The political position of the defense and security forces and the maintenance of their unity are uncertain elements within the security context of Burkina Faso, which saw violent mutinies in 2011. It is impossible to know how the Burkinabe army and the different generations of officers that compose it, will handle this unprecedented situation of political uncertainty after 2015. Many senior military officials were appointed after the mutinies of 2011 to regain control of this essential pillar of Compaoré’s power. Do they consider their fate bound to Compaoré staying in the presidential palace after 2015? How do the president’s closest officers, who have accompanied him since the very brutal early years of the regime, imagine their future? There are many questions and few answers, which should not lessen the anguish of Burkina Faso and many of their West African neighbors. In Togo, the question of political positioning of the security forces and the army is less difficult to answer: the secure grasp on the power in Lomé seems to resist the hands of time.

Finally, it is important to interrogate the institutional framework in which these presidential races will be unfolding in the different countries. These frameworks include the rules, procedures, and institutions that are mobilized from the beginning to the end of the election process, and which play a determining role in the credibility of the elections and in particular the final results which designate a victor. Even if the credibility of the electoral process is not a guarantee of the absence of crisis and violence, the perception of a substantial lack of credibility is almost always a trigger of serious troubles. More so, when presidential elections happen in a country where the security environment is already fragile, and in the context of an intense competition for power, the credibility of the institutional setting of the election can be decisive for saving the country from falling into a post-electoral crisis.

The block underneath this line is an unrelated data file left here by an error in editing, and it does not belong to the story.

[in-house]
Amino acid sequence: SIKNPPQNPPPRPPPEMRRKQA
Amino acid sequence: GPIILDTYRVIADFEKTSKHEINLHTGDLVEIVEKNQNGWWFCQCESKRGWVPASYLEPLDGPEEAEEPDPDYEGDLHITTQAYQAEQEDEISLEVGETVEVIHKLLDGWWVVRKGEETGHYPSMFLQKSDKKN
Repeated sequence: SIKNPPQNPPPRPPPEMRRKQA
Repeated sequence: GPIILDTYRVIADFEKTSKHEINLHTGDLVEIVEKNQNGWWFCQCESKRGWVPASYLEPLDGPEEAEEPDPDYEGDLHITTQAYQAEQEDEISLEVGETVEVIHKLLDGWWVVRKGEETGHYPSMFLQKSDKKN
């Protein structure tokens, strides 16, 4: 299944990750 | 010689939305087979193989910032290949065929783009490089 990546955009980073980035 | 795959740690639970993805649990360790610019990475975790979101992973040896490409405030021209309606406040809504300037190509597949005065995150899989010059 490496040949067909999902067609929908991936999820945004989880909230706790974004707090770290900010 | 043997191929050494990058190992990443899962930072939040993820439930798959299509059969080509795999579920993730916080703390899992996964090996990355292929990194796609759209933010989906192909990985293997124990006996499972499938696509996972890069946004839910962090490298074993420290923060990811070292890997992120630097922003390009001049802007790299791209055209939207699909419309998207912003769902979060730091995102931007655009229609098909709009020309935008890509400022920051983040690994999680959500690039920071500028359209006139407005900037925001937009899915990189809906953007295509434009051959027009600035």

Yet it is wise not to relay too much on this. The electoral laws, the conditions for establishing voter files, the political neutrality and the technical competence of institutions put in charge of organizing elections and examining post-electoral legal claims are subjects of controversy everywhere. None of the countries with an upcoming presidential election in 2014 or 2015 is considered as a model in the region in organizing free, transparent, and credible election. Some, like Nigeria, have accomplished notable progress in the past years, but they are still far, very far, from the models in West Africa, which are Ghana, Cape Verde and Senegal, where electoral commissions and/or other institutions have been able to run some very competitive yet credible elections.

In Nigeria, a number of reforms that were recommended by experts in the wake of the general elections of 2011 to correct the biggest failures of the system were not implemented. In Guinea it took mediations, intrusive international technical involvement, and a fiercely negotiated political agreement to organize the legislative elections in September 2013.The list of tasks to accomplish in order to render the provisioned elections more credible in 2015 is very long. It includes the establishment of a new voter registry and putting in place new institutions such as the Constitutional Court, which should replace the Supreme Court in the key role of validating final results. Even in Côte d’Ivoire, where the current president promised a revision of the constitution, nothing has been done to put an end to the special institutional framework designed by peace agreements and to equip the country with a new credible and politically neutral electoral authority.

To conclude, all one can do is agree with citizens of West Africa, who are made anxious by the approaching electoral seasons. After considering the three elements of evaluation simultaneously, none of the countries will be safe from strong tensions prone to degenerate into serious violence. Taking the risk of being wrong, -- who can truly predict all possible scenarios in each of these countries several months before the different elections?--, it is reasonable to classify Nigeria and Guinea as very high risk countries, Burkina Faso as a high risk country, and Guinea-Bissau, Côte d’Ivoire and Togo as moderate risk, this last category certainly not meaning “low” or “non-existent” risk.

Calamitous elections are not yet unforeseeable and inevitable natural disasters. The citizens of each of the countries in question, ECOWAS and important international actors have the means to tame their anxiety by strongly mobilizing to prevent violent crises. But there is also a risk in understanding elections solely and uniquely as moments of imploding danger for states, and thus seeking only violence-free elections. This often leads, for regional and international organizations, to preferring the manipulation of the electoral process in favor of the more powerful camp, and therefore more capable of provoking chaos in case of defeat, compared to actually free elections where the outcome is uncertain. The risk is forgetting and make people forget what electoral rituals should be doing in young and fragile democracies: anchoring little by little a democratic culture in the society. If citizens must continue to vote every four or five years with fear in their hearts, it is the popular adherence to the democratic ideal in West Africa that will be ultimately threatened.